Development of Quantitative Raman Imaging Techniques to Study
 Intracellular Pharmacokinetics of Anticancer Agents, 10-9219

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Principal Investigators
Jian Ling
Michael A. Miller

Inclusive Dates: 10/01/00 - 07/01/02

Background - The determination of drug mechanisms at the cellular level is a problem of great importance to the evaluation and development of new anticancer agents. Recently, the implementation of rational drug designs, combinatorial chemistry techniques, and high throughput screening have led to large numbers of new candidate drugs. Currently, few cost-effective and efficient methods exist to understand the details of how these candidate drugs work at the cellular level. This lack of methodologies requires pharmaceutical companies to spend millions of dollars in animal and clinical studies to assess a candidate drug.

Approach - The objective of this project is to develop direct Raman imaging as a cost-effective tool to study drug mechanisms at the cellular level. The application of direct Raman imaging was studied to determine drug distribution in single living cells. To extract useful information from a recorded Raman image, a model was developed to describe the degradation of Raman signals during imaging. Factors such as the nonuniform illumination of the laser excitation source, blurring by the microscope system, the influence of the fluorescence background, and the disturbance of additive signal-dependent Gaussian noise were included in the model. Using this model, special-purpose image-processing algorithms were developed to restore the Raman images. Taxol, an important anticancer agent whose mechanisms at the cellular level have been well-studied, was used to evaluate the capabilities of direct Raman imaging. Raman images were obtained from a MDA-435 cancer cell before, during, and after the drug treatment.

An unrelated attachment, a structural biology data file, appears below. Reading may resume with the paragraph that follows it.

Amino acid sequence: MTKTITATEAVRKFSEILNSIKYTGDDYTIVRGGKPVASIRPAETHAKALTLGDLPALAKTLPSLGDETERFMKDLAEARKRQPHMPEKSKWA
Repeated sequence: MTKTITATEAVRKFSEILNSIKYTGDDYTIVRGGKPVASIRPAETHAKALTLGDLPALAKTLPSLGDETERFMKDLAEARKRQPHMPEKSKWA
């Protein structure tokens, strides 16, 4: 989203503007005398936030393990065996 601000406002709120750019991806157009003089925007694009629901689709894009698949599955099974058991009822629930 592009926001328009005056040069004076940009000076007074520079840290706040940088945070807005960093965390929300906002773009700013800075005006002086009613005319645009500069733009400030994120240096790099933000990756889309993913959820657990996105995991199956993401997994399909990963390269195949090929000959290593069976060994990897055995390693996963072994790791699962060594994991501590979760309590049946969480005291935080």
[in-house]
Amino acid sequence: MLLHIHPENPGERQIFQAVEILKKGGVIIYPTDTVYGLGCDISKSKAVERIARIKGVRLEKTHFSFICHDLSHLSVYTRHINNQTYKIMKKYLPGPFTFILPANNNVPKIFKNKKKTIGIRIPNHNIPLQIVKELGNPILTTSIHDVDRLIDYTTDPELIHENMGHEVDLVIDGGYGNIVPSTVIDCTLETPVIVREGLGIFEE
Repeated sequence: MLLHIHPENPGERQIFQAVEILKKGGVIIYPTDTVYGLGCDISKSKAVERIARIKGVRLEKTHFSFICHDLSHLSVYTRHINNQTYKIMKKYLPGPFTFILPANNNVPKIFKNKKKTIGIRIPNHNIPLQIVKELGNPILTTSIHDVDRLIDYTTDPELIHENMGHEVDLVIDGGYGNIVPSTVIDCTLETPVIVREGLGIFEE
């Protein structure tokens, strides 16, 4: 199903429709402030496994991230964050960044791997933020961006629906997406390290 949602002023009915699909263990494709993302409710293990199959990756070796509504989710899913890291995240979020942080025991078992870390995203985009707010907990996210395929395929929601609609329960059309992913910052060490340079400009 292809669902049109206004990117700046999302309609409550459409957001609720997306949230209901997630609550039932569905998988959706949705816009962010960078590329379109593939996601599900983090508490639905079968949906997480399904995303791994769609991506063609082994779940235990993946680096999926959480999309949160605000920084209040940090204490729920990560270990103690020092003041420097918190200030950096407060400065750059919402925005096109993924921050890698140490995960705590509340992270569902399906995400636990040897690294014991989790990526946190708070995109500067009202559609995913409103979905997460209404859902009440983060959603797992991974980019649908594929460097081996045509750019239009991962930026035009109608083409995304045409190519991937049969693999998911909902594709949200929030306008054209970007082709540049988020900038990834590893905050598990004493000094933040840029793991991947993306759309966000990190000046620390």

Accomplishments - The Raman images show how the distribution of Taxol in a living tumor cell changes with time. It was found that Taxol does not enter the cell nucleus, but concentrates around the cell centrosome and near the cell membrane (refer to the illustrations below). This finding is well explained by the binding characteristics of Taxol and its molecular target, the microtubules. This result demonstrated the feasibility of using direct Raman imaging to determine the intracellular distribution of a drug. From the drug distribution, its mechanism and intracellular pharmacokinetics can be studied.


White light image of a breast tumor cell showing the cell structure.   Raman image of the same cell, recorded 1.75 hours after exposure to Taxol, shows the distribution of Taxol. The highest intensity of the Raman signal is shown in red, while deep blue indicates the lowest intensity. The superimposition of the images in preceding illustrations shows Taxol distribution in the cell. 

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